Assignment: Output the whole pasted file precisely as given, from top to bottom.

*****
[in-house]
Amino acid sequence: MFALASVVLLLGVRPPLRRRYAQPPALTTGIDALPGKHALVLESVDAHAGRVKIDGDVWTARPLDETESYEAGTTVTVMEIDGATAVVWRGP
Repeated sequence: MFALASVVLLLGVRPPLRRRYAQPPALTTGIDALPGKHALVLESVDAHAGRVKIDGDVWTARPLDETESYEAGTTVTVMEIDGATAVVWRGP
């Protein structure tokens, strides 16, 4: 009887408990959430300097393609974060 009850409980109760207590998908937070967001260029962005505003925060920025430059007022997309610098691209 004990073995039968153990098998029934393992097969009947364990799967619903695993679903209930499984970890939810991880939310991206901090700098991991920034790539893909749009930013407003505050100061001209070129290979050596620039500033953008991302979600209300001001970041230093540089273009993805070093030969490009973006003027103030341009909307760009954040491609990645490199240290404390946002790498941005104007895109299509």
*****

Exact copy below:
[in-house]
Amino acid sequence: MFALASVVLLLGVRPPLRRRYAQPPALTTGIDALPGKHALVLESVDAHAGRVKIDGDVWTARPLDETESYEAGTTVTVMEIDGATAVVWRGP
Repeated sequence: MFALASVVLLLGVRPPLRRRYAQPPALTTGIDALPGKHALVLESVDAHAGRVKIDGDVWTARPLDETESYEAGTTVTVMEIDGATAVVWRGP
């Protein structure tokens, strides 16, 4: 009887408990959430300097393609974060 009850409980109760207590998908937070967001260029962005505003925060920025430059007022997309610098691209 004990073995039968153990098998029934393992097969009947364990799967619903695993679903209930499984970890939810991880939310991206901090700098991991920034790539893909749009930013407003505050100061001209070129290979050596620039500033953008991302979600209300001001970041230093540089273009993805070093030969490009973006003027103030341009909307760009954040491609990645490199240290404390946002790498941005104007895109299509």